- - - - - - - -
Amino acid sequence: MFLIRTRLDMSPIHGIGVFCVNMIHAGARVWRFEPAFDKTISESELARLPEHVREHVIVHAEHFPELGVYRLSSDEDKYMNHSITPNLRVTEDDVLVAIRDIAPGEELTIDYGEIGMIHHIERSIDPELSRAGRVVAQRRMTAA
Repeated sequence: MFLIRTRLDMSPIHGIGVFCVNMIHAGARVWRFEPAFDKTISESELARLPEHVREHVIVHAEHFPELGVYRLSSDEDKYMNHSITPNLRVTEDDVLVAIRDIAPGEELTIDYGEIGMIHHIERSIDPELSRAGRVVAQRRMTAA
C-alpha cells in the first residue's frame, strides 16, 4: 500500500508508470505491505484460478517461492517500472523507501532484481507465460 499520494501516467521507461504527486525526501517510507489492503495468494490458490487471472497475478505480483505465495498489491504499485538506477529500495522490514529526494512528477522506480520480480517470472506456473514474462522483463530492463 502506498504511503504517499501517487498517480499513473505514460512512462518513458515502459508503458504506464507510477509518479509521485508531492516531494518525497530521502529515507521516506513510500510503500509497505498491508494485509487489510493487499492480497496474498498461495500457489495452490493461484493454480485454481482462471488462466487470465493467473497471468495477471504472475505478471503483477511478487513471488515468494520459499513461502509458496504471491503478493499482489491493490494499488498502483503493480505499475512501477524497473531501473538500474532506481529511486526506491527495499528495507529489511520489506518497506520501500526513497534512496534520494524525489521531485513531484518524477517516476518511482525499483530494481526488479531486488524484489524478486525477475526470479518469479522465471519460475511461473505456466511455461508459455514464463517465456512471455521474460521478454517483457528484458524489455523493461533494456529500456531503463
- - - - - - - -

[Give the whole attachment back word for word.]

Amino acid sequence: MFLIRTRLDMSPIHGIGVFCVNMIHAGARVWRFEPAFDKTISESELARLPEHVREHVIVHAEHFPELGVYRLSSDEDKYMNHSITPNLRVTEDDVLVAIRDIAPGEELTIDYGEIGMIHHIERSIDPELSRAGRVVAQRRMTAA
Repeated sequence: MFLIRTRLDMSPIHGIGVFCVNMIHAGARVWRFEPAFDKTISESELARLPEHVREHVIVHAEHFPELGVYRLSSDEDKYMNHSITPNLRVTEDDVLVAIRDIAPGEELTIDYGEIGMIHHIERSIDPELSRAGRVVAQRRMTAA
C-alpha cells in the first residue's frame, strides 16, 4: 500500500508508470505491505484460478517461492517500472523507501532484481507465460 499520494501516467521507461504527486525526501517510507489492503495468494490458490487471472497475478505480483505465495498489491504499485538506477529500495522490514529526494512528477522506480520480480517470472506456473514474462522483463530492463 502506498504511503504517499501517487498517480499513473505514460512512462518513458515502459508503458504506464507510477509518479509521485508531492516531494518525497530521502529515507521516506513510500510503500509497505498491508494485509487489510493487499492480497496474498498461495500457489495452490493461484493454480485454481482462471488462466487470465493467473497471468495477471504472475505478471503483477511478487513471488515468494520459499513461502509458496504471491503478493499482489491493490494499488498502483503493480505499475512501477524497473531501473538500474532506481529511486526506491527495499528495507529489511520489506518497506520501500526513497534512496534520494524525489521531485513531484518524477517516476518511482525499483530494481526488479531486488524484489524478486525477475526470479518469479522465471519460475511461473505456466511455461508459455514464463517465456512471455521474460521478454517483457528484458524489455523493461533494456529500456531503463